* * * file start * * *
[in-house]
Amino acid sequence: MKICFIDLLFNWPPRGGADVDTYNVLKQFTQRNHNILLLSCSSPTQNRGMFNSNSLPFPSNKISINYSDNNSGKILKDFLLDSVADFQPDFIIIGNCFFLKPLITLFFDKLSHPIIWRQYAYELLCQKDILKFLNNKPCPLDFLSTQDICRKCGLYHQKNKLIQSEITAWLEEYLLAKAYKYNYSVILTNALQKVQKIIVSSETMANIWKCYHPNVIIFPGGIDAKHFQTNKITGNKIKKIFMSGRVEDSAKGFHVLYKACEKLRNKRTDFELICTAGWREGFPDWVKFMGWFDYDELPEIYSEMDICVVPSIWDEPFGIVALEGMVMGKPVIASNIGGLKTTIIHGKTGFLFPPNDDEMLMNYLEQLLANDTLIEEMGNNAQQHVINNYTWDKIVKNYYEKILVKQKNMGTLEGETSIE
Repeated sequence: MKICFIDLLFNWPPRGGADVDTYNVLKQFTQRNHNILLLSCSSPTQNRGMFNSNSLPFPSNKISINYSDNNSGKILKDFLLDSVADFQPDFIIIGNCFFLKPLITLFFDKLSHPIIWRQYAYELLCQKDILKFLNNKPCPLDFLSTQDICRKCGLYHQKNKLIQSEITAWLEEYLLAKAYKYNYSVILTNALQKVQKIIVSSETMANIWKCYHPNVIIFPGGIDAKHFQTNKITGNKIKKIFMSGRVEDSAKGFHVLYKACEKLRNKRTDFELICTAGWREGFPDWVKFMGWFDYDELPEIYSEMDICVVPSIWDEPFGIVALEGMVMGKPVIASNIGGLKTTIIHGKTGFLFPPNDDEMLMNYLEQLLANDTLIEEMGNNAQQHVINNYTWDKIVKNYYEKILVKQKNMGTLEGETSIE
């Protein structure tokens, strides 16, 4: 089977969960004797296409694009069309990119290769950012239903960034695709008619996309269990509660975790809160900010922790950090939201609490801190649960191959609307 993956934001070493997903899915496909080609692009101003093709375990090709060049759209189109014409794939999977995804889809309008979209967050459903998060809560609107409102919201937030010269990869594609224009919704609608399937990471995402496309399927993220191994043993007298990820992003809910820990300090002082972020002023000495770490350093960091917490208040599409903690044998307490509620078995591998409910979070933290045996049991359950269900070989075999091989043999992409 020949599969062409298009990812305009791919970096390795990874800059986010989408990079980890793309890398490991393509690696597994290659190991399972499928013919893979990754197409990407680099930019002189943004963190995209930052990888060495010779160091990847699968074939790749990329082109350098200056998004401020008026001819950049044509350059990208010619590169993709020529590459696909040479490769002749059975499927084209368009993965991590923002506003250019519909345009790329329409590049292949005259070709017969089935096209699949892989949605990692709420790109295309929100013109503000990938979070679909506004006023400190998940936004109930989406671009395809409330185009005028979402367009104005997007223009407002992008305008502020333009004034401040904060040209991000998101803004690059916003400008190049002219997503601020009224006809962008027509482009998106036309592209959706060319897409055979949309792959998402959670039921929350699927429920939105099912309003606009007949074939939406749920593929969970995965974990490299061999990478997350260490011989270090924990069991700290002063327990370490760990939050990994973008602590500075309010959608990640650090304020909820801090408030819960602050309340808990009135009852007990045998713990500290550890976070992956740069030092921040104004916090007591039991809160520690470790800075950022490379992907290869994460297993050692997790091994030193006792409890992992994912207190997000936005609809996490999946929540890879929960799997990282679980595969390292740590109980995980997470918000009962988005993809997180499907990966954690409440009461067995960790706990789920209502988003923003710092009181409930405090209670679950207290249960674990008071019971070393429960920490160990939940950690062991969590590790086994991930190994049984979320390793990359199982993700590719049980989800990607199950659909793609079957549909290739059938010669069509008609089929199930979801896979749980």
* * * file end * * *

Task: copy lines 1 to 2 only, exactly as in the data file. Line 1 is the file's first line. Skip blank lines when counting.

[in-house]
Amino acid sequence: MKICFIDLLFNWPPRGGADVDTYNVLKQFTQRNHNILLLSCSSPTQNRGMFNSNSLPFPSNKISINYSDNNSGKILKDFLLDSVADFQPDFIIIGNCFFLKPLITLFFDKLSHPIIWRQYAYELLCQKDILKFLNNKPCPLDFLSTQDICRKCGLYHQKNKLIQSEITAWLEEYLLAKAYKYNYSVILTNALQKVQKIIVSSETMANIWKCYHPNVIIFPGGIDAKHFQTNKITGNKIKKIFMSGRVEDSAKGFHVLYKACEKLRNKRTDFELICTAGWREGFPDWVKFMGWFDYDELPEIYSEMDICVVPSIWDEPFGIVALEGMVMGKPVIASNIGGLKTTIIHGKTGFLFPPNDDEMLMNYLEQLLANDTLIEEMGNNAQQHVINNYTWDKIVKNYYEKILVKQKNMGTLEGETSIE